- Focusing on people agenda and driving growth through high potential talent
- Have ‘playbooks’ ready when needed as per changing situations
Chief Financial Officer
- Focus on rebuilding revenue streams, incorporating environmental, social & governance (ESG) mandates and ‘scenario planning’ with emphasis on treasury and cash flow management
- Streamlining budgeting processes to respond more quickly and efficiently, such as stress testing scenarios and assumptions to mitigate uncertainty, focused review and zero-based budgeting, reducing central spending as a contingency, and assigning specialists to high-priority areas.
- Using horizontal digital platforms to create collaborative dashboards and financial forecasts
- Build buffers for inventory, especially for “bottleneck” components and capital, so that periods of significant cash flow reduction can be withstood, given such a scenario in the future
Chief Operating Officer
- Transition from a typical role focused on vital assets and operations to a catalyst that drives transformational change by developing new, innovative ways to serve customers, markets, and channels, while driving operational excellence
- Revaluate supply and demand side processes, systems, and workforce, using lessons learned from the pandemic.
- Shift from a defensive to an offensive posture, i.e. shift strategy and focus away from crisis management and business as usual and divert more time towards generating market distinctiveness.
- Set clear risk thresholds and don't accept or avoid operational hazards that go beyond them.
- Give data its due—ensure that data utilized in resilience planning and execution is recent, accurate, and sourced from trustworthy sources
Chief People Officer
- Employers are eager to re-establish a strong in-person presence. Employees are really not quite there yet. A spike in attrition and disengagement could be on the way — HR leaders will need to pay close attention to one aspect of this to ensure the long-term sustainability of people and performance.
- Accelerate new ways of working incorporating remote work, flexible work and reviewing work design and architecture
- Developing a “post-pandemic mind set” for equitable and sustainable incentives
- Supporting digitisation across all HR functions and ‘automation’ adoption across most possible platforms
- Championing diversity and inclusion, employee well-being, and transparent performance metrics to create a challenging and vibrant work environment
Chief Marketing Officer
- Balance risk aversion with market growth through finding the right balance of customer retention and new customer acquisition
- Choose which strategies to reinvent and ones to be rescaled, - prioritizing short-mod-long term and ones most aligned for growth in the current quarter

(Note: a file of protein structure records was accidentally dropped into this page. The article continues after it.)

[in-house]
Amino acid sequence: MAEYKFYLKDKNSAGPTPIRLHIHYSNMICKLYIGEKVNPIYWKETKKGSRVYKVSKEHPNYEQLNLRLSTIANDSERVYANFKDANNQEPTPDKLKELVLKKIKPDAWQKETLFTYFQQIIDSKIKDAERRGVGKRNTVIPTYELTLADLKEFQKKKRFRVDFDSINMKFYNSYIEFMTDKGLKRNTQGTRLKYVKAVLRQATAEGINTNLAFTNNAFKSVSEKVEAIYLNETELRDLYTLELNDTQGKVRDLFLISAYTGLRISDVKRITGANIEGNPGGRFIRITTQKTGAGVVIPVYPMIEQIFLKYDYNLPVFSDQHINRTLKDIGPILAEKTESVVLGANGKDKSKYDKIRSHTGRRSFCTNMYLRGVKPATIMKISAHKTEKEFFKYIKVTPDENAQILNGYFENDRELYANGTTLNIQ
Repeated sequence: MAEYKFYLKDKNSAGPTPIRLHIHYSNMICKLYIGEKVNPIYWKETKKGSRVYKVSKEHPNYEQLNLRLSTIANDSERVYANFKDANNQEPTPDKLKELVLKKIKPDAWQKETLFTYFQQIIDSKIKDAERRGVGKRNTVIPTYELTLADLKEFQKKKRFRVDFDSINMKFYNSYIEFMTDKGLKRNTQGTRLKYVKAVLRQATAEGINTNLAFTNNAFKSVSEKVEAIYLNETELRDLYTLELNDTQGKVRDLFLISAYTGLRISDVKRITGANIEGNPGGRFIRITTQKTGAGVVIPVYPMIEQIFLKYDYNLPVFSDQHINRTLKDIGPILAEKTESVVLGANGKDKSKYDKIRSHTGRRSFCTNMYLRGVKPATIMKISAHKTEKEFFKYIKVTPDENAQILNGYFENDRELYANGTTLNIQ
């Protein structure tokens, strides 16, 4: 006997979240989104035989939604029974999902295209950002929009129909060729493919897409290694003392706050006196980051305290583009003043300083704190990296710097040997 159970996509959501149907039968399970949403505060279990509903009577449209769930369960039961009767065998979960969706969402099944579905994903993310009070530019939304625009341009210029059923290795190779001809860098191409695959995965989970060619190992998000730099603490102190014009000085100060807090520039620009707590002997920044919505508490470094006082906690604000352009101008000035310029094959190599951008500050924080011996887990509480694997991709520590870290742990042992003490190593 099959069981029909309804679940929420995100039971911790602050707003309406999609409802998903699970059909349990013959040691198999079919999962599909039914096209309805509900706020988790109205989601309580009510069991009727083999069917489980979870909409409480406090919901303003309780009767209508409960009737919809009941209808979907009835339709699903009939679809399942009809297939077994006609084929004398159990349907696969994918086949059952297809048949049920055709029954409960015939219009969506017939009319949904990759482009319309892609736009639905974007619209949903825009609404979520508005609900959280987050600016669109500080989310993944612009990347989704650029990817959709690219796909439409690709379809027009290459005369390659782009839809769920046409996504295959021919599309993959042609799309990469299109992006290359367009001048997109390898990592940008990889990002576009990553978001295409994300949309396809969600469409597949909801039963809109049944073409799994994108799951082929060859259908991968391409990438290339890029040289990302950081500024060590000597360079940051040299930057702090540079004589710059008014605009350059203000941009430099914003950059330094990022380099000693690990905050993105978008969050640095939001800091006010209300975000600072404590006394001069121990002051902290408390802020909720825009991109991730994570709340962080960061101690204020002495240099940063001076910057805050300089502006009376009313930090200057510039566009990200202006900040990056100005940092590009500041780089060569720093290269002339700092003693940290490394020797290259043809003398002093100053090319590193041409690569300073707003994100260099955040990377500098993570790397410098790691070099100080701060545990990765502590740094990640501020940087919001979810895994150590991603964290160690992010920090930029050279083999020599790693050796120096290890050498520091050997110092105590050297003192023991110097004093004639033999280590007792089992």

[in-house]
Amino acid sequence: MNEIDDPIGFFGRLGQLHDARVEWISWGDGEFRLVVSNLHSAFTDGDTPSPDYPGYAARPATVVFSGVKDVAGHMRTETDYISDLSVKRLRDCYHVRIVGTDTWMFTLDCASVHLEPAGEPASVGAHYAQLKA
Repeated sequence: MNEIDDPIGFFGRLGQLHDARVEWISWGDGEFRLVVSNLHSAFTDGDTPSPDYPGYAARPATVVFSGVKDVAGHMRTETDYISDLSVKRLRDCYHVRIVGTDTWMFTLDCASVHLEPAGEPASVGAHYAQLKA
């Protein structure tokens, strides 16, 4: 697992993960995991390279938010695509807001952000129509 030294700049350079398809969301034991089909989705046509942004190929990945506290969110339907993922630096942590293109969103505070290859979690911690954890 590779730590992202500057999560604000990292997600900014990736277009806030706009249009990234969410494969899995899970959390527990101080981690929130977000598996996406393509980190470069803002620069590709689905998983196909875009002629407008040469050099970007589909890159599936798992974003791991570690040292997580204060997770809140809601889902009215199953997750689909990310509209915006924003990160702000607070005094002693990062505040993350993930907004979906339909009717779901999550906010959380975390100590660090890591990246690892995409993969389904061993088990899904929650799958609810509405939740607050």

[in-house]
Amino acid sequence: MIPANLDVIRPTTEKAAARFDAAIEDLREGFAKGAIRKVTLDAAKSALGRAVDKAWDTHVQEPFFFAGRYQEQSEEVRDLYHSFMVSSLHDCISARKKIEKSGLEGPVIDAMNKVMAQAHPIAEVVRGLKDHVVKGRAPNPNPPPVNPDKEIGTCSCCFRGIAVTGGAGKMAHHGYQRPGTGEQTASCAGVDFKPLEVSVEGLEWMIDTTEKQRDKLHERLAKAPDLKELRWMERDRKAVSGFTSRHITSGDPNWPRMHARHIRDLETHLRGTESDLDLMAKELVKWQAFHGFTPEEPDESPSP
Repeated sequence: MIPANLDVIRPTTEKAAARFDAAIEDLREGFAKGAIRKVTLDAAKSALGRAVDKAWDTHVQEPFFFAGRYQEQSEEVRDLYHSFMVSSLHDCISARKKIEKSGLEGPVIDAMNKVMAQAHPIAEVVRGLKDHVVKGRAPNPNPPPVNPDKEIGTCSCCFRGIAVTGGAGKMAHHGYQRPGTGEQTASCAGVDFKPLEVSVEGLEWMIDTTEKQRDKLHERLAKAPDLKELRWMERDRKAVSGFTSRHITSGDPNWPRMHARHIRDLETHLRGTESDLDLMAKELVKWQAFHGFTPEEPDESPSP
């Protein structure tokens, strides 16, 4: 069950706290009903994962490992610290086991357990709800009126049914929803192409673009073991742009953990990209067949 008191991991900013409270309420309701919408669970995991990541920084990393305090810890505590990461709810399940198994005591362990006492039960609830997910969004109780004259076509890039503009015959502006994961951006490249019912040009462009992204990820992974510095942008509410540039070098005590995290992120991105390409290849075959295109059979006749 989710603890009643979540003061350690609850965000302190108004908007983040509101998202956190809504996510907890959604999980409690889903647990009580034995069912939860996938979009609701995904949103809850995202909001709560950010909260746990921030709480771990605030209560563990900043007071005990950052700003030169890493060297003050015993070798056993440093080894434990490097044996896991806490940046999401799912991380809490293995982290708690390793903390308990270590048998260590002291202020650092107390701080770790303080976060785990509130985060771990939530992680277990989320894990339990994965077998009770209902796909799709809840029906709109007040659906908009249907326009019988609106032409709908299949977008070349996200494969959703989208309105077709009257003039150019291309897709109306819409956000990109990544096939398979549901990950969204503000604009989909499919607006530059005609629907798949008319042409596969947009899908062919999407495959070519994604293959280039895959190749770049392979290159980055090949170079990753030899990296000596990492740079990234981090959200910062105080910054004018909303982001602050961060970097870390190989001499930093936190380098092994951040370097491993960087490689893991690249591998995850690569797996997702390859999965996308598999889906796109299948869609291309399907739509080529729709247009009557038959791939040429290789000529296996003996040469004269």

- Focus on a Quarter to Quarter approach instead of Year on Year
- There is a strong correlation and interconnectedness between brand experience, customer experience, and employee experience. Take advantage of marketing's increased remit to re-establish marketing as a revenue generator in addition to demand creation, advertising, and promotion.
- Since Online purchases increased substantially, focus on creating ‘Stories’ (across all channels) around brands for better consumer connect will be critical
Chief Technology Officer
- Increase emphasis on data and cybersecurity by converting to cloud security
- Bridge the digital divide of not having the right infrastructure to execute
- Accelerating hyper automation with intelligent decision making by adopting the philosophy of "everything that can be automated, should be"
Chief Legal Officer
- Instead of looking for ways to decrease cybersecurity budgets, general counsels are now taking the lead in designing plans to minimize an ever-growing field of data threats and their potential costs.
- The majority of general counsels have increased the use of artificial intelligence (AI) for legal operations, the overall number of distinct software products found in legal teams' technology stacks, and the use of SaaS and other cloud-based technologies to execute legal tasks.
The economic impact of the pandemic is yet to be fully realized. Governments and businesses continue to be in a ‘wait and watch’ mode even as we are witnessing green shoots. Individual businesses have to reassess their challenges in a dynamic environment and build agility & resilience within their organizations. Boards and C-Suite leaders must focus on managing periods of uncertainty, ambiguity coupled with high-growth opportunities.
In the long run, businesses will realize that resilience is a capability that must be mastered and honed, not an alarm that must be activated in case of a crisis. At the same time, agility is the key, more-so in times of crisis. Hence, companies have realized that building an organizational culture which supports quick decision making is critical to growth in good times and also to ride through crisis situations.
We have also noticed that throughout the pandemic Boards have stepped up, improving collaboration, implementing new processes, focusing on resilience. In addition, the boards have collaborated proactively with the CEO and executive team.
The key aspects that will matter the most in the next 12-18 months will be strong governance, organizational resilience, building empathetic and impactful human capital policies, building digital as a horizontal function, building highly modernized virtual customer support platforms.